Texas courts require clear and unequivocal notice of (1) intent to accelerate and (2) acceleration itself. “Unless a lender provides both forms of notice, it may not foreclose.”  Rob, 891 F.3d at 177. Here, Wilmington Trust may have provided clear and unequivocal notice at some point, but the notice of rescission in November 2014 made all of that very much less clear and unequivocal. Wilmington Trust, therefore, failed to prove that it had provided clear and unequivocal notice and was, accordingly, not entitled to a judgment of foreclosure. Trial court judgment reversed and rendered; game over.

BUT — this case should not be read as saying that Wilmington Trust can never foreclose. Rather, it should be read as saying that Wilmington Trust cannot foreclose yet. If the home equity loan has not yet matured, Wilmington Trust could probably just re-issue the notices of intent to accelerate and of acceleration, then sue for foreclosure. Sometimes you can stick it to the man a couple times, but you can’t stick it to him  forever.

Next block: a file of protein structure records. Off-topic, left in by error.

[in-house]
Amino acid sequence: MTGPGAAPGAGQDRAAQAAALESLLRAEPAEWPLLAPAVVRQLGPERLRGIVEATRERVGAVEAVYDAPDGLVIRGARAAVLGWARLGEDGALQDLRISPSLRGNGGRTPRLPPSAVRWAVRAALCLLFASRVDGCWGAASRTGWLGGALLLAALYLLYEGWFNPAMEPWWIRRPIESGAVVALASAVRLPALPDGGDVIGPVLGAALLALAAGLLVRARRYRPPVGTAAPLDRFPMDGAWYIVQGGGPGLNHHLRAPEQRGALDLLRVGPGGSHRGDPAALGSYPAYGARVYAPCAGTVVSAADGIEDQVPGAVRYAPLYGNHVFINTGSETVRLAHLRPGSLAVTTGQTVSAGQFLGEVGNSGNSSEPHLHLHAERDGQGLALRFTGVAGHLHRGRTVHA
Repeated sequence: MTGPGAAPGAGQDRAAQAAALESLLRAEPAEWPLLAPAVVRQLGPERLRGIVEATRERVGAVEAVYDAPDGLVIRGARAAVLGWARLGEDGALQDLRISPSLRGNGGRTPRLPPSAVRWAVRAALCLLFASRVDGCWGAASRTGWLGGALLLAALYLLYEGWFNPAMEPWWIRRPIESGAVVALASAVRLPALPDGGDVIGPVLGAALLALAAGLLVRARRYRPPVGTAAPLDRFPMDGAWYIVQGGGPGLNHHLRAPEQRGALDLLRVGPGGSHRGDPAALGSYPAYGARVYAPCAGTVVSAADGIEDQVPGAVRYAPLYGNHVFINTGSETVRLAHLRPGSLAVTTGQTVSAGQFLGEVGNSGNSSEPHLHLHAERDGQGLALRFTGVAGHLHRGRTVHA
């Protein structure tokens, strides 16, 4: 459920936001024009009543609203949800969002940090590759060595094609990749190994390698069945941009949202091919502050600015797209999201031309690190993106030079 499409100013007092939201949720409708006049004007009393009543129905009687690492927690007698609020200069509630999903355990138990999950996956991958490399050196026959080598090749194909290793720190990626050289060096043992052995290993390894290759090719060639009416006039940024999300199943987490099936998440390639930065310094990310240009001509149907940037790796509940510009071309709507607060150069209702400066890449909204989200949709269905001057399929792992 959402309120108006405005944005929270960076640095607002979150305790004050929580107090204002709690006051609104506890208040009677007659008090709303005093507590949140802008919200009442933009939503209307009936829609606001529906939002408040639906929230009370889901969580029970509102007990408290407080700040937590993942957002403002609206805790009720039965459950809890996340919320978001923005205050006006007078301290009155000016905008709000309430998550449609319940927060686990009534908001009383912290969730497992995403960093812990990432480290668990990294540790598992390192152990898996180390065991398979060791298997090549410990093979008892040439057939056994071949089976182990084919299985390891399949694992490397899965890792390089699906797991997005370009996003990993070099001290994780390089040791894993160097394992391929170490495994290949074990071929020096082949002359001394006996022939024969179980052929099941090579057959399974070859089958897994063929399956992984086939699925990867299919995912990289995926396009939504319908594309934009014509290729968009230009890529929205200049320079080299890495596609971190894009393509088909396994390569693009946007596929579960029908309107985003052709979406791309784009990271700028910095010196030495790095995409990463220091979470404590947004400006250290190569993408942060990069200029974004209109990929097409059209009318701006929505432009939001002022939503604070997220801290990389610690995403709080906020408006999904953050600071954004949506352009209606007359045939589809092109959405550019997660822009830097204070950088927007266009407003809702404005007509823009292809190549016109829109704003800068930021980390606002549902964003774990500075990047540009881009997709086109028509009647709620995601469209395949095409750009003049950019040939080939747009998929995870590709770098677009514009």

1. Technically, the notices were sent by one of Wilmington Trust’s predecessors in interest,  but that detail is not particularly important.

Minors must be served; no ifs, ands, or buts about it

One of my biggest fears as a lawyer—the thing that makes me wake up in the middle of the night—is that there is some technical gotcha that I have missed, that nobody complained about, but that nobody had to complain about. A recent case out of the Austin Court of Appeals helps explain what I’m talking about. In N.J. v. DFPS, No. 03-20-00259-CV (Tex. App.—Austin Oct. 9, 2020, no pet. h.), the court of appeals reversed and remanded a trial court order terminating the parental rights of a minor because minors cannot waive the requirement of formal service of process, no matter how much they participate in the lawsuit and trial.